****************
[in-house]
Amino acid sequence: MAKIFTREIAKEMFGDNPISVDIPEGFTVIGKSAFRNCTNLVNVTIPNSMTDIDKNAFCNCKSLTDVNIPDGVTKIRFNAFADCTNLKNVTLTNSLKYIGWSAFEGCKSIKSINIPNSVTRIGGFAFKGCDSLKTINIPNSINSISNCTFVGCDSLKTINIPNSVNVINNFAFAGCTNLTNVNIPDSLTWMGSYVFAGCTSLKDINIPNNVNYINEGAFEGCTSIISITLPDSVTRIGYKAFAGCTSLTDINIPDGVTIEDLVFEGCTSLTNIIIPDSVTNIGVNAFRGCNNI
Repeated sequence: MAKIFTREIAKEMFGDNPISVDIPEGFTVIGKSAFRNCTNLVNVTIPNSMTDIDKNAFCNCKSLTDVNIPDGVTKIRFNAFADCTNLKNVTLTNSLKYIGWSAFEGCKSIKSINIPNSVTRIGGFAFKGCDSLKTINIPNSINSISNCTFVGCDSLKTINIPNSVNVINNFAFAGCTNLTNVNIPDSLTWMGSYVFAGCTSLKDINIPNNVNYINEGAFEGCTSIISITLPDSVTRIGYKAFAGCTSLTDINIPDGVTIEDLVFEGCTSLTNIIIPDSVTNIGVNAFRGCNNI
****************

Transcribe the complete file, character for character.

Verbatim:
[in-house]
Amino acid sequence: MAKIFTREIAKEMFGDNPISVDIPEGFTVIGKSAFRNCTNLVNVTIPNSMTDIDKNAFCNCKSLTDVNIPDGVTKIRFNAFADCTNLKNVTLTNSLKYIGWSAFEGCKSIKSINIPNSVTRIGGFAFKGCDSLKTINIPNSINSISNCTFVGCDSLKTINIPNSVNVINNFAFAGCTNLTNVNIPDSLTWMGSYVFAGCTSLKDINIPNNVNYINEGAFEGCTSIISITLPDSVTRIGYKAFAGCTSLTDINIPDGVTIEDLVFEGCTSLTNIIIPDSVTNIGVNAFRGCNNI
Repeated sequence: MAKIFTREIAKEMFGDNPISVDIPEGFTVIGKSAFRNCTNLVNVTIPNSMTDIDKNAFCNCKSLTDVNIPDGVTKIRFNAFADCTNLKNVTLTNSLKYIGWSAFEGCKSIKSINIPNSVTRIGGFAFKGCDSLKTINIPNSINSISNCTFVGCDSLKTINIPNSVNVINNFAFAGCTNLTNVNIPDSLTWMGSYVFAGCTSLKDINIPNNVNYINEGAFEGCTSIISITLPDSVTRIGYKAFAGCTSLTDINIPDGVTIEDLVFEGCTSLTNIIIPDSVTNIGVNAFRGCNNI